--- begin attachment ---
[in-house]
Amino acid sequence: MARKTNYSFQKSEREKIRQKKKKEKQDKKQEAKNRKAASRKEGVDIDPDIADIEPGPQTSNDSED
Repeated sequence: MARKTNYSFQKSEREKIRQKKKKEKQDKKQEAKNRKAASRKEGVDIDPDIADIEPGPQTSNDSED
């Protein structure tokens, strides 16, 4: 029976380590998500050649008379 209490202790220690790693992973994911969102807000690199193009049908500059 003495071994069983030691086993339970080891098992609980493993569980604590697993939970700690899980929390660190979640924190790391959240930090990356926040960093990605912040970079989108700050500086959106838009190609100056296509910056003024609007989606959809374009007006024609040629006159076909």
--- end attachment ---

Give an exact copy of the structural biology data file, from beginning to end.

[in-house]
Amino acid sequence: MARKTNYSFQKSEREKIRQKKKKEKQDKKQEAKNRKAASRKEGVDIDPDIADIEPGPQTSNDSED
Repeated sequence: MARKTNYSFQKSEREKIRQKKKKEKQDKKQEAKNRKAASRKEGVDIDPDIADIEPGPQTSNDSED
């Protein structure tokens, strides 16, 4: 029976380590998500050649008379 209490202790220690790693992973994911969102807000690199193009049908500059 003495071994069983030691086993339970080891098992609980493993569980604590697993939970700690899980929390660190979640924190790391959240930090990356926040960093990605912040970079989108700050500086959106838009190609100056296509910056003024609007989606959809374009007006024609040629006159076909």